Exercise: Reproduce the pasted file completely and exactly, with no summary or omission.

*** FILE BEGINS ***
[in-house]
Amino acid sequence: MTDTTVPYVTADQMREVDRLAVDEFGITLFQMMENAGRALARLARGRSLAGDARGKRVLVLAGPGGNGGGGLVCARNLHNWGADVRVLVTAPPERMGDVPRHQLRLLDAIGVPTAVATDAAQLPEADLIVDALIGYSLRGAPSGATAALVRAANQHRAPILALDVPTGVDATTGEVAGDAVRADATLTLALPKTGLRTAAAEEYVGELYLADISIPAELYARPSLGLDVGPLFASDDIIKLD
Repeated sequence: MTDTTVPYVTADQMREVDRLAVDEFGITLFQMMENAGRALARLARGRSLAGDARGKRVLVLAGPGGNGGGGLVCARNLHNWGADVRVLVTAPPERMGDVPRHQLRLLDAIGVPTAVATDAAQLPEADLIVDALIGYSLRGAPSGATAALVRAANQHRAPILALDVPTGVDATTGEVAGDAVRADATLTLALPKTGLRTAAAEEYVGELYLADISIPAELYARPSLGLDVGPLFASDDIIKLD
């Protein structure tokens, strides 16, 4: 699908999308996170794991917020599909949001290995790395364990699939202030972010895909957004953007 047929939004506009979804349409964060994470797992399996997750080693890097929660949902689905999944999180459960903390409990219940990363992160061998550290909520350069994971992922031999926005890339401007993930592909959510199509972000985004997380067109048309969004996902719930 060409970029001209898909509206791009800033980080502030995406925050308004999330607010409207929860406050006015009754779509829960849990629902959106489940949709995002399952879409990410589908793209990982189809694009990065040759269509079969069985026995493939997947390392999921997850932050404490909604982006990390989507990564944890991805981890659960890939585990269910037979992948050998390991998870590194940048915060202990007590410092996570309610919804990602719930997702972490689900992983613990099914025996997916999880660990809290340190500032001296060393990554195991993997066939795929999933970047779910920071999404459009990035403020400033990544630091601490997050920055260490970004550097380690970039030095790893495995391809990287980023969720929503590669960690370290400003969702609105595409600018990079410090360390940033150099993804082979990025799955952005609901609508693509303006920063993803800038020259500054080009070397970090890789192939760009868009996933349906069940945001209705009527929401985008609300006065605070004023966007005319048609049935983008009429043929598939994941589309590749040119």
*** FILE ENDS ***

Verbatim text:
[in-house]
Amino acid sequence: MTDTTVPYVTADQMREVDRLAVDEFGITLFQMMENAGRALARLARGRSLAGDARGKRVLVLAGPGGNGGGGLVCARNLHNWGADVRVLVTAPPERMGDVPRHQLRLLDAIGVPTAVATDAAQLPEADLIVDALIGYSLRGAPSGATAALVRAANQHRAPILALDVPTGVDATTGEVAGDAVRADATLTLALPKTGLRTAAAEEYVGELYLADISIPAELYARPSLGLDVGPLFASDDIIKLD
Repeated sequence: MTDTTVPYVTADQMREVDRLAVDEFGITLFQMMENAGRALARLARGRSLAGDARGKRVLVLAGPGGNGGGGLVCARNLHNWGADVRVLVTAPPERMGDVPRHQLRLLDAIGVPTAVATDAAQLPEADLIVDALIGYSLRGAPSGATAALVRAANQHRAPILALDVPTGVDATTGEVAGDAVRADATLTLALPKTGLRTAAAEEYVGELYLADISIPAELYARPSLGLDVGPLFASDDIIKLD
């Protein structure tokens, strides 16, 4: 699908999308996170794991917020599909949001290995790395364990699939202030972010895909957004953007 047929939004506009979804349409964060994470797992399996997750080693890097929660949902689905999944999180459960903390409990219940990363992160061998550290909520350069994971992922031999926005890339401007993930592909959510199509972000985004997380067109048309969004996902719930 060409970029001209898909509206791009800033980080502030995406925050308004999330607010409207929860406050006015009754779509829960849990629902959106489940949709995002399952879409990410589908793209990982189809694009990065040759269509079969069985026995493939997947390392999921997850932050404490909604982006990390989507990564944890991805981890659960890939585990269910037979992948050998390991998870590194940048915060202990007590410092996570309610919804990602719930997702972490689900992983613990099914025996997916999880660990809290340190500032001296060393990554195991993997066939795929999933970047779910920071999404459009990035403020400033990544630091601490997050920055260490970004550097380690970039030095790893495995391809990287980023969720929503590669960690370290400003969702609105595409600018990079410090360390940033150099993804082979990025799955952005609901609508693509303006920063993803800038020259500054080009070397970090890789192939760009868009996933349906069940945001209705009527929401985008609300006065605070004023966007005319048609049935983008009429043929598939994941589309590749040119």